Many of Australia’s major utility organisations are focused on improving operational and maintenance capabilities within their networks – be it for water or power and distribution systems. SCADA systems in particular have become the point of difference to improve capabilities, especially through proactive asset management and data analytics.
While there are many opportunities to save costs and increase efficiency by enhancing these functions, it can be just as risky if the framework for improvement isn’t aligned with business needs.
Coliban Water is one of these major utility organisations focused on transforming its SCADA capabilities.
A regional water authority that covers 16,500km of central and northern Victoria, Coliban Water manages more than 350 sites that comprise of water treatment plants, water reclamation plants, pressure monitoring stations, sewer pumping stations, water pumping stations and flow meters.
Dan Smith, SCADA Manager at Coliban Water, said his team is managing three improvement phases that will transform the utility’s main SCADA system into an integrated and responsive setup.
Dan’s team comprises three specialists including himself, and is responsible for all site communications and SCADA software systems, including CITECT, ClearSCADA and related network diagnostic systems.
“Currently, the maintenance of our remote terminal units and SCADA hardware out in the field is outsourced to our private partner, Lendlease,” said Mr Smith.
“We manage all communications, but issues that arise within our RTUs are outsourced, including repair works onsite.”
RTU management is usually conducted in-house, but up until three years ago, every part of SCADA management at Coliban Water was outsourced.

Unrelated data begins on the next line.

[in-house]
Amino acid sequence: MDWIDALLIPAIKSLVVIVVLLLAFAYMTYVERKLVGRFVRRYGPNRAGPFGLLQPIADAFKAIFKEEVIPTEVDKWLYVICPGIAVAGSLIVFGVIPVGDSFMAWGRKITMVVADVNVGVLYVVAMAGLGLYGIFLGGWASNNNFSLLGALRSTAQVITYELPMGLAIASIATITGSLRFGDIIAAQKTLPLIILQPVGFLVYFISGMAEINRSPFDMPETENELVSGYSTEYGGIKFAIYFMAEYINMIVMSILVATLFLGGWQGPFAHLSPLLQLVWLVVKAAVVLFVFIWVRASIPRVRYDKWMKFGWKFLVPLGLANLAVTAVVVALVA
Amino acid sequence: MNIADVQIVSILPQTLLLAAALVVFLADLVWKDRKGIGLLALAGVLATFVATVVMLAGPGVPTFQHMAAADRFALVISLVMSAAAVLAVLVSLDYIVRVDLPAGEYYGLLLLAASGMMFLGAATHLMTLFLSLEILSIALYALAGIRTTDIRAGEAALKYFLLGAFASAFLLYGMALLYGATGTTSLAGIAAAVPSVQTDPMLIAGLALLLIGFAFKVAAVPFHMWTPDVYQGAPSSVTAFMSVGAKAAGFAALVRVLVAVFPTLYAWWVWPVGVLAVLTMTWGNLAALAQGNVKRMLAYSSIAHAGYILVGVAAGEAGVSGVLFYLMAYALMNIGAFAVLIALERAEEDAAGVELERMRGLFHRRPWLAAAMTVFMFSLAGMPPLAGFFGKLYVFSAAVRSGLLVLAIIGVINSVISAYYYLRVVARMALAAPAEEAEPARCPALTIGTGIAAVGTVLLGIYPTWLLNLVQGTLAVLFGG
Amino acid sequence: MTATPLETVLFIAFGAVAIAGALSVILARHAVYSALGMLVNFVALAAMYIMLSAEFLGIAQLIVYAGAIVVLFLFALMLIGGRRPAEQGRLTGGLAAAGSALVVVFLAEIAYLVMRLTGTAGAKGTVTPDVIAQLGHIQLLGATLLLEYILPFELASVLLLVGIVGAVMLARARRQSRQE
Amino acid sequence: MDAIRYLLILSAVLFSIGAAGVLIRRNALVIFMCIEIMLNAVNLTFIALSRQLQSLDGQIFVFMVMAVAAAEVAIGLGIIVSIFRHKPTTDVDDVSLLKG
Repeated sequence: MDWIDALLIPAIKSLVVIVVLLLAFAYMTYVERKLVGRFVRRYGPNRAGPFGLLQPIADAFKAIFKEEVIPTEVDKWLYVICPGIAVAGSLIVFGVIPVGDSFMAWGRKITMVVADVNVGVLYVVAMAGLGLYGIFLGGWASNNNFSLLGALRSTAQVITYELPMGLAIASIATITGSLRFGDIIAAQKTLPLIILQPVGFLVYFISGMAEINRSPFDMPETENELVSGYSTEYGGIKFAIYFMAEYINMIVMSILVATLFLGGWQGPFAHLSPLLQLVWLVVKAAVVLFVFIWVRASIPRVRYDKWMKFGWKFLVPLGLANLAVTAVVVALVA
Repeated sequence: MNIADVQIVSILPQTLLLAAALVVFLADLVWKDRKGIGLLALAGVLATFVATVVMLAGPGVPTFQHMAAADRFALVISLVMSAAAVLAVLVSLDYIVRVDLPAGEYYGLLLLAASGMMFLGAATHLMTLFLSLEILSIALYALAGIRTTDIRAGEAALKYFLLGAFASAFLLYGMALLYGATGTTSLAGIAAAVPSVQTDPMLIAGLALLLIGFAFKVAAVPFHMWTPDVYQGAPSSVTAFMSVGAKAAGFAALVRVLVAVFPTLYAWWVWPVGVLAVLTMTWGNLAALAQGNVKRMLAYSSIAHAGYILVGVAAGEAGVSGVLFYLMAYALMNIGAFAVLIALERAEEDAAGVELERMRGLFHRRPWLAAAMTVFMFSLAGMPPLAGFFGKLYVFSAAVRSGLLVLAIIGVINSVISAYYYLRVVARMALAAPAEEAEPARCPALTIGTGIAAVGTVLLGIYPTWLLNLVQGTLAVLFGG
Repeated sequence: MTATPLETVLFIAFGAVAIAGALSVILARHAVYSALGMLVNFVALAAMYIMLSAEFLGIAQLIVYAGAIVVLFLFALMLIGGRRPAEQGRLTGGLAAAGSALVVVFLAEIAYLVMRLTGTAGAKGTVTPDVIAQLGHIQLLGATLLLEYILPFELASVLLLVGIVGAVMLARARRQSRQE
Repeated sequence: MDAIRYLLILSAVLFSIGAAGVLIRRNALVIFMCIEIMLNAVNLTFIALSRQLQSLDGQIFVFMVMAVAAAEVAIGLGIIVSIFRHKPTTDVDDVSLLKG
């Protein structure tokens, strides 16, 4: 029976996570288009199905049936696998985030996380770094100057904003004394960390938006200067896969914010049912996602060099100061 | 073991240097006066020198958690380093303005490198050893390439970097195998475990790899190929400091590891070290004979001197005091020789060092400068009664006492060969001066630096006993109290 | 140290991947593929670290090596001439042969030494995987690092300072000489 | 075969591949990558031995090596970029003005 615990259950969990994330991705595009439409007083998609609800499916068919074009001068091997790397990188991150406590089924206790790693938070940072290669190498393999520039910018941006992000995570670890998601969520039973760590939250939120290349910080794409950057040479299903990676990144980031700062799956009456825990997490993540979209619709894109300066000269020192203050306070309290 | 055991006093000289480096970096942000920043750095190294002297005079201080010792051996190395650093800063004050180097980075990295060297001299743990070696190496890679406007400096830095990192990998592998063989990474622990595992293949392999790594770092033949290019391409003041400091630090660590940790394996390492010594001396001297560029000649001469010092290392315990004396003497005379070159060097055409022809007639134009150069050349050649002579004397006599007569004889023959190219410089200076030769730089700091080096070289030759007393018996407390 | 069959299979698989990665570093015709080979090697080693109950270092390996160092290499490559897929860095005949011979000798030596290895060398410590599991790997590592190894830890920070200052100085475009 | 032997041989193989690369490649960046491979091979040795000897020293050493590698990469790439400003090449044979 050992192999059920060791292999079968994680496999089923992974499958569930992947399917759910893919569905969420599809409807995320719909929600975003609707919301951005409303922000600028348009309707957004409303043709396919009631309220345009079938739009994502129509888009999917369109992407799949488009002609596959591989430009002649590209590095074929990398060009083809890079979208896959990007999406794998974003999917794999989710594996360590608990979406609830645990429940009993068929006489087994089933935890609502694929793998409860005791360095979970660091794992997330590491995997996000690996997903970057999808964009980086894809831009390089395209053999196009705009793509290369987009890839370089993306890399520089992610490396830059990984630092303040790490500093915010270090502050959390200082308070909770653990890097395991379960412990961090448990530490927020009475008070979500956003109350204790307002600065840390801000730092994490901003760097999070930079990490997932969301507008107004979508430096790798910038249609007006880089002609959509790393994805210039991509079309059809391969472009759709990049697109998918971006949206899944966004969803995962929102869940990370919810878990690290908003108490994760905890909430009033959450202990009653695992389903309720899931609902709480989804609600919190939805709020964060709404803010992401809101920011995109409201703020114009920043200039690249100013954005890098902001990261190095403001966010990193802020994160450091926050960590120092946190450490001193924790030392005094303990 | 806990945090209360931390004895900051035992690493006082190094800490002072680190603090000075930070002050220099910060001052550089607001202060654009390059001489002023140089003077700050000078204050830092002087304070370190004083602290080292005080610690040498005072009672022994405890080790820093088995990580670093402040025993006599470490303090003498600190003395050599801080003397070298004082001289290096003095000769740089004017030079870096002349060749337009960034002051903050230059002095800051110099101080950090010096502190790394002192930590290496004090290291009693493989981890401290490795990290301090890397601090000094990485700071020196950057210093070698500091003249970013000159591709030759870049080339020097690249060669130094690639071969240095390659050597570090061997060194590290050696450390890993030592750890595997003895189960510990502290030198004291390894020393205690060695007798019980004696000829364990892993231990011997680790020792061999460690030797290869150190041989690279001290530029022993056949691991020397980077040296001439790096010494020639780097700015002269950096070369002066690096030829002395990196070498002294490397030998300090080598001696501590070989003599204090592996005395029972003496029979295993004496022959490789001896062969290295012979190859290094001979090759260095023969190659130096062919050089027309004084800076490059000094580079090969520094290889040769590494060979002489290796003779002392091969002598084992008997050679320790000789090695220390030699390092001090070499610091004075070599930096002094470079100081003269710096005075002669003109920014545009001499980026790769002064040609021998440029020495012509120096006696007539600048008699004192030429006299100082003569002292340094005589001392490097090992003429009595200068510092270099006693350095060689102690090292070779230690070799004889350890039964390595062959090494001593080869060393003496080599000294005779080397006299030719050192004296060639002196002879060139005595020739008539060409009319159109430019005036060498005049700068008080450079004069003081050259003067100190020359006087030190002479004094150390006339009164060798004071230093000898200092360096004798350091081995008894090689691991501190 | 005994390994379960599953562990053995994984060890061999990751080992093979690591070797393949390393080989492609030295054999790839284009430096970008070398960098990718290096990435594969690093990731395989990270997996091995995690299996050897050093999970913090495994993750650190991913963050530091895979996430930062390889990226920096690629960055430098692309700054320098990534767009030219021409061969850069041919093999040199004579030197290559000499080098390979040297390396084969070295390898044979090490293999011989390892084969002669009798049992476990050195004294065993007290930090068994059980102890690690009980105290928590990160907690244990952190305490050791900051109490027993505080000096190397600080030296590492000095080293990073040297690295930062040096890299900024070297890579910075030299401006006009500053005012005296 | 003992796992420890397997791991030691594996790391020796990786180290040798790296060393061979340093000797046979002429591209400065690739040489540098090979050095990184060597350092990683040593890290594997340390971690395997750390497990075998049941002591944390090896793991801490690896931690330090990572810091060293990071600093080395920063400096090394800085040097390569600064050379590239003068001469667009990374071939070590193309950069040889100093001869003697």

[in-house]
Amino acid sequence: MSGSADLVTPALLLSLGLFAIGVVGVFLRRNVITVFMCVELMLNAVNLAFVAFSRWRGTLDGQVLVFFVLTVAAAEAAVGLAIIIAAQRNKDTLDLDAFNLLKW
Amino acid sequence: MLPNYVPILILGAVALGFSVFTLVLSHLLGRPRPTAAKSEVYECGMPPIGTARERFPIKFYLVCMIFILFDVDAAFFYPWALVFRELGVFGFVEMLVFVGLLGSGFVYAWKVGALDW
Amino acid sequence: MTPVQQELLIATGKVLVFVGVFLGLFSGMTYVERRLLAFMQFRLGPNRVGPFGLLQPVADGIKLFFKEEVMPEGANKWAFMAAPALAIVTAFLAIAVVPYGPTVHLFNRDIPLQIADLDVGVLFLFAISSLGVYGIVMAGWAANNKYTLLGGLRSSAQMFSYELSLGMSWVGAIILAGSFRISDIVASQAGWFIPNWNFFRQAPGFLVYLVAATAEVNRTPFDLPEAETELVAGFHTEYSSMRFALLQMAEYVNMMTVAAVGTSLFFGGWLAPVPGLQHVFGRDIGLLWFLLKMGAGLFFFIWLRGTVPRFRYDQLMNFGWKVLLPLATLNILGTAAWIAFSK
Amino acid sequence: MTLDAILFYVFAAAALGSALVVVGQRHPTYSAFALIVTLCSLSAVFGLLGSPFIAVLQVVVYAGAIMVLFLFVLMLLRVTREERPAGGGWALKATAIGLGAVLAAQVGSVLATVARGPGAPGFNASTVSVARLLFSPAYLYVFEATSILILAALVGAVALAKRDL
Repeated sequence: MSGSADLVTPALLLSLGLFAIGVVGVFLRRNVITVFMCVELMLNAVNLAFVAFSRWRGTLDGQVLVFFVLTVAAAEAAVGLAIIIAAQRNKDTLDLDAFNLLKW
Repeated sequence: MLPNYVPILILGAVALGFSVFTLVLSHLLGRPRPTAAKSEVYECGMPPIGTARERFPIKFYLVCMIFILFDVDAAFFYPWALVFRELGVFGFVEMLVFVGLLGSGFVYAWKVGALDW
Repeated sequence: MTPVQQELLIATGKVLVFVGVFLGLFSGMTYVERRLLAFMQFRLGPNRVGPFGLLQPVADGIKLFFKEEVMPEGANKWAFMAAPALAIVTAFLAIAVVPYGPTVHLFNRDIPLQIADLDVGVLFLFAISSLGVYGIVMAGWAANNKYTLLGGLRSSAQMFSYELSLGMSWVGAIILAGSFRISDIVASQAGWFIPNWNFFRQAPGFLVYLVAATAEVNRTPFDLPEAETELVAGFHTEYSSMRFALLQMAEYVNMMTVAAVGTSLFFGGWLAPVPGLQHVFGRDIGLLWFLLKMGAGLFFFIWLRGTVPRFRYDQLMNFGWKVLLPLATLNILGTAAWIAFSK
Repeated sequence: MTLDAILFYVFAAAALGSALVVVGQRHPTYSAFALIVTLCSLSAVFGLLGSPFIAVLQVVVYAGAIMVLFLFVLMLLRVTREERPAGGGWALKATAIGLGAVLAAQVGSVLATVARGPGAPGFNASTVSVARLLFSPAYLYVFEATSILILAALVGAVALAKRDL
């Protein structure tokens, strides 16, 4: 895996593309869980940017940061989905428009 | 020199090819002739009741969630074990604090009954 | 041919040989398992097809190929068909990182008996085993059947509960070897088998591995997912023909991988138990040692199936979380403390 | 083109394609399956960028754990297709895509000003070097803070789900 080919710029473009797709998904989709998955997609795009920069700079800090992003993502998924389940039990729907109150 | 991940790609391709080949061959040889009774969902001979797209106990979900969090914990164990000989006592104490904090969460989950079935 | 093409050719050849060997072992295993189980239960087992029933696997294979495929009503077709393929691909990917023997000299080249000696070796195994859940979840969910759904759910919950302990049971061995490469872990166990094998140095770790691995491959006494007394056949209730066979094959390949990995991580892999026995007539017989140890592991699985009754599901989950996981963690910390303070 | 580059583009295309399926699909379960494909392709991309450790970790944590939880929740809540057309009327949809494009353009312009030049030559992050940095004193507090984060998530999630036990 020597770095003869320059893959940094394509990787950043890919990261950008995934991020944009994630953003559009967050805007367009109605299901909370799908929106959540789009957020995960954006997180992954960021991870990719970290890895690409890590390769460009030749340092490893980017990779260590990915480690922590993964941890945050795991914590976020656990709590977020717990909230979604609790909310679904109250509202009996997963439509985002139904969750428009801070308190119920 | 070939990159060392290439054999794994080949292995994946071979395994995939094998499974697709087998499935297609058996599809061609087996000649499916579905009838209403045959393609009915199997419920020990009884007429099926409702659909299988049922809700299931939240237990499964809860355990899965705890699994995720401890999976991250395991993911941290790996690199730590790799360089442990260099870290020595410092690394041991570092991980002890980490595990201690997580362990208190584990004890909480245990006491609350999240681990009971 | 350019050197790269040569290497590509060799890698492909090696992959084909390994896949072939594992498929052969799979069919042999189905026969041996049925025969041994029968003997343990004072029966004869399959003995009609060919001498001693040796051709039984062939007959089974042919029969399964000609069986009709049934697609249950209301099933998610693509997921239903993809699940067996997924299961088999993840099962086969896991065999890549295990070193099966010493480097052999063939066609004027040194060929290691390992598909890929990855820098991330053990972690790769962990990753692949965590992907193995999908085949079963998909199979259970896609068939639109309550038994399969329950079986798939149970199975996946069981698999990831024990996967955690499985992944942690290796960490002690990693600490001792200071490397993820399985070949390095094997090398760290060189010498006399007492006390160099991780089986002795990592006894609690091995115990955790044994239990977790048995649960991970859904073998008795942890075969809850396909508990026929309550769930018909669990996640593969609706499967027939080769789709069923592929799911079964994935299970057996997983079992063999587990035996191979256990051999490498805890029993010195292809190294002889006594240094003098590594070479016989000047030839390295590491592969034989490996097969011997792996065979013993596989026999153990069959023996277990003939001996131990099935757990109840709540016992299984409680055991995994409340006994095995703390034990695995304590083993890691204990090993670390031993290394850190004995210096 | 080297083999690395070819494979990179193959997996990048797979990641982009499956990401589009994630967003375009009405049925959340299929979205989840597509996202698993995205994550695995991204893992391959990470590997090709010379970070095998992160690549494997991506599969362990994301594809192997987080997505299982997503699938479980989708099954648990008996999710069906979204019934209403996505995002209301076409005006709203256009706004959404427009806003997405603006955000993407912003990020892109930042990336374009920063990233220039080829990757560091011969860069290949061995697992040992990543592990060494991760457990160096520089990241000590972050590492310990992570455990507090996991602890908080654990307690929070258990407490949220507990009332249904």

“We’re on a path to consolidate many of the management and repair functions in-house. That’s why we’re starting with the communications network.”
The majority of the network previously ran on an analogue UHS system, which had several limitations including low speed, limited visibility on network activity and performance, and no ability to remotely manage assets in the field.
By upgrading to a digital UHS system, Mr Smith and his team will be able to carry out firmware upgrades remotely, manage devices remotely, change power and increase speed throughput ten-fold.
This will make it far easier to manage the network, as well as provide more reliability.
While the first stage involves communications and upgrading to digital technology (currently underway), the second stage has just been completed – shifting to an open-protocol network instead of a proprietary one.
The move is an important foundational step to enabling the network to support DNP3. With such a large geographical portfolio, the network has, for a long time, been locked down to support only one protocol.
Mr Smith’s team had to change the way the network operates to accommodate an open protocol, to be able to implement an RTU platform that supports DNP3.
Now having successfully moved to an open protocol, the team can perform an upgrade and implement an RTU platform anywhere in the network.
“It’s been a big benefit and has given us a lot of freedom to trial different technologies. We’re not locked into one vendor for RTU platforms anymore,” Mr Smith said.
The priority for his team in the context of benefits is enabling DNP3 event-based reporting. Traditionally, the way data was obtained involved sequential polling across the entire network – in effect, polling for static information every two hours.